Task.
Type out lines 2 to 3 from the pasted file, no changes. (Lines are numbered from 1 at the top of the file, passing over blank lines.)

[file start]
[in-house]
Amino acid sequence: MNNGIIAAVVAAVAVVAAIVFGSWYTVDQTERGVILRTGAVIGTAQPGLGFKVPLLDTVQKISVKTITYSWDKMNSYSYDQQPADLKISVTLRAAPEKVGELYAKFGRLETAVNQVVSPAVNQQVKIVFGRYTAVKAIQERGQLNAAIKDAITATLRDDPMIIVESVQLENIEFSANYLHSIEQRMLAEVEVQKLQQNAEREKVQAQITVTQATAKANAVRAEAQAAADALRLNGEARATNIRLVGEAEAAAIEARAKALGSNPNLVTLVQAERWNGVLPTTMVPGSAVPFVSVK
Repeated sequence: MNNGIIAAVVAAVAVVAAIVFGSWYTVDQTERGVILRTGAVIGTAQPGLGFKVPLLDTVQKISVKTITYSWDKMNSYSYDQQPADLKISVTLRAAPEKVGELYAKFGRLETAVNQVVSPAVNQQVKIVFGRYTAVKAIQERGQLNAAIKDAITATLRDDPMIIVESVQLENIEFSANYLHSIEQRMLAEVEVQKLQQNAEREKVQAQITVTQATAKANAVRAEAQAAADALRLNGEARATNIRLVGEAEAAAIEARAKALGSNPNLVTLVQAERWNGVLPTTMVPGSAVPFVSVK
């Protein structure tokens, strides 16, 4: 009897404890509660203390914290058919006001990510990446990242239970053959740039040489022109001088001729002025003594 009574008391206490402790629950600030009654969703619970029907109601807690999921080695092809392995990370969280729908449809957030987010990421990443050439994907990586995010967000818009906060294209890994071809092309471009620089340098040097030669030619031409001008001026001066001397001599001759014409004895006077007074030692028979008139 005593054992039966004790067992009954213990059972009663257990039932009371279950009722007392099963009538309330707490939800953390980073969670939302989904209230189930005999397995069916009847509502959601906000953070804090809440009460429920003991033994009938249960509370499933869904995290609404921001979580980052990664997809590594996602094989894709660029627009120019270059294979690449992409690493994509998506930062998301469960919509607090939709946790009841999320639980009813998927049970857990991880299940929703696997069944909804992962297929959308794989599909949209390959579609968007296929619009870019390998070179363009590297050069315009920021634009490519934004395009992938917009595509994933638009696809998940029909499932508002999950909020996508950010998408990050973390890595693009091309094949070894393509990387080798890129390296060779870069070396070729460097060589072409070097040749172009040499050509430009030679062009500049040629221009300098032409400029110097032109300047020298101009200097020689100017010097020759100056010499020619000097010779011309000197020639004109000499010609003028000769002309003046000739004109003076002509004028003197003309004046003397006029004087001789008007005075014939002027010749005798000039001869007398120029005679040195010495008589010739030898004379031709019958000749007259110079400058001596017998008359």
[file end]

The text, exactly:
Amino acid sequence: MNNGIIAAVVAAVAVVAAIVFGSWYTVDQTERGVILRTGAVIGTAQPGLGFKVPLLDTVQKISVKTITYSWDKMNSYSYDQQPADLKISVTLRAAPEKVGELYAKFGRLETAVNQVVSPAVNQQVKIVFGRYTAVKAIQERGQLNAAIKDAITATLRDDPMIIVESVQLENIEFSANYLHSIEQRMLAEVEVQKLQQNAEREKVQAQITVTQATAKANAVRAEAQAAADALRLNGEARATNIRLVGEAEAAAIEARAKALGSNPNLVTLVQAERWNGVLPTTMVPGSAVPFVSVK
Repeated sequence: MNNGIIAAVVAAVAVVAAIVFGSWYTVDQTERGVILRTGAVIGTAQPGLGFKVPLLDTVQKISVKTITYSWDKMNSYSYDQQPADLKISVTLRAAPEKVGELYAKFGRLETAVNQVVSPAVNQQVKIVFGRYTAVKAIQERGQLNAAIKDAITATLRDDPMIIVESVQLENIEFSANYLHSIEQRMLAEVEVQKLQQNAEREKVQAQITVTQATAKANAVRAEAQAAADALRLNGEARATNIRLVGEAEAAAIEARAKALGSNPNLVTLVQAERWNGVLPTTMVPGSAVPFVSVK